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New York in the 1960's. A new wave of Chinese immigrants is moving into Chinatown. The adoption of the new immigration act has launched the district in a demographic boom! It now reaches Canal Street to the north and Bowery Street to the east. The immigrants, hard-working men and women, are arriving by the thousands to buy buildings, establish businesses and fulfill the American Dream!
In this game, you are one of them. With all your savings in hand, the Big Apple is up for grabs! Will you know how to use your talents and acquire the most extraordinary fortune in America?
The board represents the New York Chinatown of the mid-60's. It is divided into 6 districts containing buildings numbered from 1 to 85. A game is played over 6 rounds. In each round, the players receive income from the businesses they have managed to establish.
To generate the maximum income, shops of the same type need to be built on adjacent buildings. At the beginning of each round, players draw new Building cards and new Shop tiles. They must then use their negotiation skills to acquire adjacent buildings and establish businesses. But it is not always that easy...
In this game where everything can be negotiated, only the hard laws of the market prevail.
One of the truly great benefits of the past 3-5 years' worth of German games is the rising intelligence and quality bar, the ever higher expectancy for great gaming that the consumer has been educated with. We have all (at least, many of us) sat through hours of Monopoly, knowing full well that someone with a complete set was going to skin us alive sooner or later. There was nothing we could do. Or if you had the upper hand, you could have watched TV while the dice kept their interminable rolls, the outcome as certain as death and taxes. And games like Monopoly, etc. did precious little to allow or encourage 'come from behind' strategies, or kingmaker, or develop skills much beyond the ability to score some lucky dice rolls.
Then comes Chinatown, as an obvious antithesis and replacement. It allows and encourages negotiation for properties and content, continues to stress basic math skills, provides (albeit with drab artwork) a board-wide suspense (as opposed to the 15-20 times around the track for your shoe). It is also very cheap, considering the game has now paid for itself many times over the past few decades. It's a really good deal with gamers in mind, first and foremost, and for that I am grateful. My two little kids won't be exposed to Monopoly in my household... they'll go straight through to Chinatown.
Why 5 stars? Because of high replayability, ease of learning, and value. It could have been prettier (it's not Tikal), but I don't know how to suggest that without making all the activity on the gameboard more confusing. After you play this one, you (like me) may one day take a second look at the so called 'classic board games' and scratch your head. I think advertising and distribution are the only reasons Chinatown doesn't sell tons. Its appeal is so wide, it's a shame, really.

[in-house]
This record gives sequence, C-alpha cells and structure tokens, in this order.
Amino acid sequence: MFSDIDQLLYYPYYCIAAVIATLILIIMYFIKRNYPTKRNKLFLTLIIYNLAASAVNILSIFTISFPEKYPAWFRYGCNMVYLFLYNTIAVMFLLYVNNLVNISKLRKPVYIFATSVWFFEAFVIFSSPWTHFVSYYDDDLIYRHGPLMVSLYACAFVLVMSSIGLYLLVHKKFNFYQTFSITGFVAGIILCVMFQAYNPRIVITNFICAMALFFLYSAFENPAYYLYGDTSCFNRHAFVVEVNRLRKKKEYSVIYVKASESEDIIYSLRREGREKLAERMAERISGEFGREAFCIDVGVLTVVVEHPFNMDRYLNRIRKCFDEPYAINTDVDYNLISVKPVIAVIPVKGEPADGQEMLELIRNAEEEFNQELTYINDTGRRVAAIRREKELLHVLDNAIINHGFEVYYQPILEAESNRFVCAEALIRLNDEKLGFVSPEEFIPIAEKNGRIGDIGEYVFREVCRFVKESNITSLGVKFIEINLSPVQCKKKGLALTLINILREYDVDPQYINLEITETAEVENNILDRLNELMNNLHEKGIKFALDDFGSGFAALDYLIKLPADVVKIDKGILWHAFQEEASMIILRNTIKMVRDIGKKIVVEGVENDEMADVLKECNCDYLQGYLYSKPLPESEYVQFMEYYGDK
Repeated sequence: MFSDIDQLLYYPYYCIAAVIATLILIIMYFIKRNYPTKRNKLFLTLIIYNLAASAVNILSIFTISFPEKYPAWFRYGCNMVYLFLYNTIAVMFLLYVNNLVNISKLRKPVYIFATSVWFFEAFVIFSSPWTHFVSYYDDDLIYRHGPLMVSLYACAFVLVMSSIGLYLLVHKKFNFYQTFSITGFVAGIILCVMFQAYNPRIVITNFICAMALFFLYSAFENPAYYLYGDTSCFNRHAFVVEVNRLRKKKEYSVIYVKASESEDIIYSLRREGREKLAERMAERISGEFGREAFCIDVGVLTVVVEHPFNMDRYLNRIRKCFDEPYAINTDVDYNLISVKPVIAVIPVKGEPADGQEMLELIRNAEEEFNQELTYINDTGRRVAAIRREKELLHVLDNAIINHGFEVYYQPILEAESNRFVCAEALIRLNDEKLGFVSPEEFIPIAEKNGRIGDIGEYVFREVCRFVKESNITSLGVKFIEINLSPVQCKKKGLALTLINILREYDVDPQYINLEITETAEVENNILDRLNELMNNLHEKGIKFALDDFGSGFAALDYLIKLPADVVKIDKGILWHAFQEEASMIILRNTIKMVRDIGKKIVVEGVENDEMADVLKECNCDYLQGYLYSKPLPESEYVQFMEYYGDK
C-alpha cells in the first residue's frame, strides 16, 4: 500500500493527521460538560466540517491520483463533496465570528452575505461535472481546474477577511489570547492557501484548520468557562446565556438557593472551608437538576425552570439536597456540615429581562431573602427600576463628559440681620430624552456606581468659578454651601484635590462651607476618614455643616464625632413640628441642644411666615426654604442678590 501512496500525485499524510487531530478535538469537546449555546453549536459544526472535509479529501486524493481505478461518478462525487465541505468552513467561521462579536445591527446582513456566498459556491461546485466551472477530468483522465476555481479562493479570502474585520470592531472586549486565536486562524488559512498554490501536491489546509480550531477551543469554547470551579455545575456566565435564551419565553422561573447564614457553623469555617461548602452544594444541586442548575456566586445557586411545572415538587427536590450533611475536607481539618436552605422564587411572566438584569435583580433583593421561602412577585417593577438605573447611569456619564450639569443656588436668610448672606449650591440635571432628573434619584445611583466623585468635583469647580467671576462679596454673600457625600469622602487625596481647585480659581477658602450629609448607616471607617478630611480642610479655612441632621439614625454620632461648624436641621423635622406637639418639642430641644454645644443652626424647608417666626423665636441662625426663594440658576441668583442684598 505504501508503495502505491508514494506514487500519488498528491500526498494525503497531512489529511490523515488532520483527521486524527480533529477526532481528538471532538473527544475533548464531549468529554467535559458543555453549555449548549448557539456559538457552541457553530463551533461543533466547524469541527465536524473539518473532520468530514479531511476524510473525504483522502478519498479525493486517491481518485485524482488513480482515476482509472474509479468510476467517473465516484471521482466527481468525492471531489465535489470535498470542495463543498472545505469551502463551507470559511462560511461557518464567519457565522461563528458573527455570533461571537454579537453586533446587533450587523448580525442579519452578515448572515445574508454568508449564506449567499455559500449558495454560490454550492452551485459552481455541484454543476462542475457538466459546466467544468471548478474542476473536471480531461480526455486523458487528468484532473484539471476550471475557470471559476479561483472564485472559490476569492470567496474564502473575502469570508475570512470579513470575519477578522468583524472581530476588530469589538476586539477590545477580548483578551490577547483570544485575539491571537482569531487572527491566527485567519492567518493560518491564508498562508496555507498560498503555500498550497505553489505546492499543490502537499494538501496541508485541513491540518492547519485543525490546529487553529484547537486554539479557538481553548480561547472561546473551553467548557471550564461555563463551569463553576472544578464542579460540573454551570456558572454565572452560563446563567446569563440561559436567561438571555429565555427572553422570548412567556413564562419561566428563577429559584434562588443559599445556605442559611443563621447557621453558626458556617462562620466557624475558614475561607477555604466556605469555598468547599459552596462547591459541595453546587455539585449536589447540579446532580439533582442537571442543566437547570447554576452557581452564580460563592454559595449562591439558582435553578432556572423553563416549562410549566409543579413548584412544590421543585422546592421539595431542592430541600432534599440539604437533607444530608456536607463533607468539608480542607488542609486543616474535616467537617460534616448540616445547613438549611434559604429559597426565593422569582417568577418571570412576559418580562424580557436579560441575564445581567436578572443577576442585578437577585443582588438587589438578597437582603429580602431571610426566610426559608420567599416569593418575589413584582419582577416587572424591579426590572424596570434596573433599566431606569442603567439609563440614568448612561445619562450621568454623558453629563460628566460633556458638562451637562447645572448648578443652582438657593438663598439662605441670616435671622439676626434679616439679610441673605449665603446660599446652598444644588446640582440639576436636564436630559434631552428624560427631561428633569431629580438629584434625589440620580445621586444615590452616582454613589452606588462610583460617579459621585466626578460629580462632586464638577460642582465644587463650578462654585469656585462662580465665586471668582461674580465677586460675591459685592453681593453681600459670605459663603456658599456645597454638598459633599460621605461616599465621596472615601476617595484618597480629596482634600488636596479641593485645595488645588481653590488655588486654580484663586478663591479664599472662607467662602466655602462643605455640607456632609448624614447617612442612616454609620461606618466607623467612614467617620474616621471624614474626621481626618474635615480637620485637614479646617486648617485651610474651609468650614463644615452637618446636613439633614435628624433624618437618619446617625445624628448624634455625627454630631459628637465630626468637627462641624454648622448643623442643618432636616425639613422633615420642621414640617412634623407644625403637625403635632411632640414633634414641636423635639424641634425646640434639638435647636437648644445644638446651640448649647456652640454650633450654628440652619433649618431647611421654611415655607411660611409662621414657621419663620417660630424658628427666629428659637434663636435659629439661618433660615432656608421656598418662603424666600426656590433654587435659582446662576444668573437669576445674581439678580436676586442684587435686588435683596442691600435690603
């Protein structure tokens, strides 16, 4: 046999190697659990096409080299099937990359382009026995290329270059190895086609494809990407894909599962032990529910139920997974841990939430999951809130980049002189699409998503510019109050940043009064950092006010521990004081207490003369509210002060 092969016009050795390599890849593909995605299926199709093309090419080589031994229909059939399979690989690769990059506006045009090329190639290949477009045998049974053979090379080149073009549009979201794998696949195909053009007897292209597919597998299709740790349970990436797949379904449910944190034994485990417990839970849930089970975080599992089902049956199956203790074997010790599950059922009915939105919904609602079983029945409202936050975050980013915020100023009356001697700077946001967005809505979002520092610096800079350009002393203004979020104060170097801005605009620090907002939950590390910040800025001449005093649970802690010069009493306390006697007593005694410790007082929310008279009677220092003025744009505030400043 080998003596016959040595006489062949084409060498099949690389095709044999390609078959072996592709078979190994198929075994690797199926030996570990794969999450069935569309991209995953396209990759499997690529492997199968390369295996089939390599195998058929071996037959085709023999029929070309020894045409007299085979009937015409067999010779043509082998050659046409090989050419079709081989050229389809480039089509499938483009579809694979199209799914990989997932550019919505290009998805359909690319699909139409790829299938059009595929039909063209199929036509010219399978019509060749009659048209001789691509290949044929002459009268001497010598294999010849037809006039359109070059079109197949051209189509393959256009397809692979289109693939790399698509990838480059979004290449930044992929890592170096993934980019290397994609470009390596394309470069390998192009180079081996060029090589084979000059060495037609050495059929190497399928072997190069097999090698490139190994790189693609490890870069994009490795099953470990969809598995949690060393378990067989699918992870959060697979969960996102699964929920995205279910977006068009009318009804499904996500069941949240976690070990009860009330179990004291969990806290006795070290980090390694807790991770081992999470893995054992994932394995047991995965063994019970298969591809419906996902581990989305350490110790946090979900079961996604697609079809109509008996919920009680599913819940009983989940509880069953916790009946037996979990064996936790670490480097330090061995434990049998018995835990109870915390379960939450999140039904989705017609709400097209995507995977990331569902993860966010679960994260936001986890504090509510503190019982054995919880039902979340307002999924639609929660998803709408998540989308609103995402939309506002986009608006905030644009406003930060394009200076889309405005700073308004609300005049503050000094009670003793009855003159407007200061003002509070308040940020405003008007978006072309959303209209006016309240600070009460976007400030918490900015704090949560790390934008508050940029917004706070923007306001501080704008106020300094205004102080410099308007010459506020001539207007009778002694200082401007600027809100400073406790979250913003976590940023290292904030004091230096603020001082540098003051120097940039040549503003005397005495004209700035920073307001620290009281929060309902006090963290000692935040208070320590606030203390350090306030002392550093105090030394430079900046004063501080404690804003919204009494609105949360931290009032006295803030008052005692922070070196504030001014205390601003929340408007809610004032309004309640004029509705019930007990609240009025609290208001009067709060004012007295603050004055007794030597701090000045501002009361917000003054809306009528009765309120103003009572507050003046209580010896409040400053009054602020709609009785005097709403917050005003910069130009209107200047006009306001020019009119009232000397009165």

As a purely negotiating game, this is not to everyone's taste. After all, you get to play a salesman in this game, promising the world while looking out only for yourself.
The fact that the game is so quick (or should be if you don't have dawdlers) makes it a member of the 5-star club. If the game takes more than 45 minutes, you're missing the spirit and probably not having such a good time. So, sit down, lie, cheat, steal, and do it quickly. That way, your deceit may go undetected and for those not so adept, the misery will be over soon.
The only problem with the play mechanic is that you have to meticulously keep the used cards separate from the leftovers which are to be added back to the deck. One player slipping up on this bit of paperwork can bring the game to a screeching halt.
This is a really intense game. I'd describe it as the non-wargame version of Diplomacy. Players negotiate to get control of connected territory, businesses to put on that territory, and money. Others have given excellent reviews on how the game plays, so I won't duplicate their efforts. I'll just say that anyone who enjoys wheeling & dealing will want a copy of this game.
Normally I would only give this game a four star rating, but it has proved so popular with my friends that I felt compelled to give it a higher score. My best friend is usually an anti-gamer, but even he will sit down for a game of Chinatown.
The mechanics of the game are simplicity itself, but the heart of the game is in the deal-making that takes place each round. My wife and her best friend tend to go for elaborate three-player trades and have even resorted to playing the 'if you love me, you'll make this deal' tactic. A player can become the center of a lot of attention if he/she owns a hotly contested piece of property.
If you like the trade element of games like Settlers of Catan I highly recommend buying this game.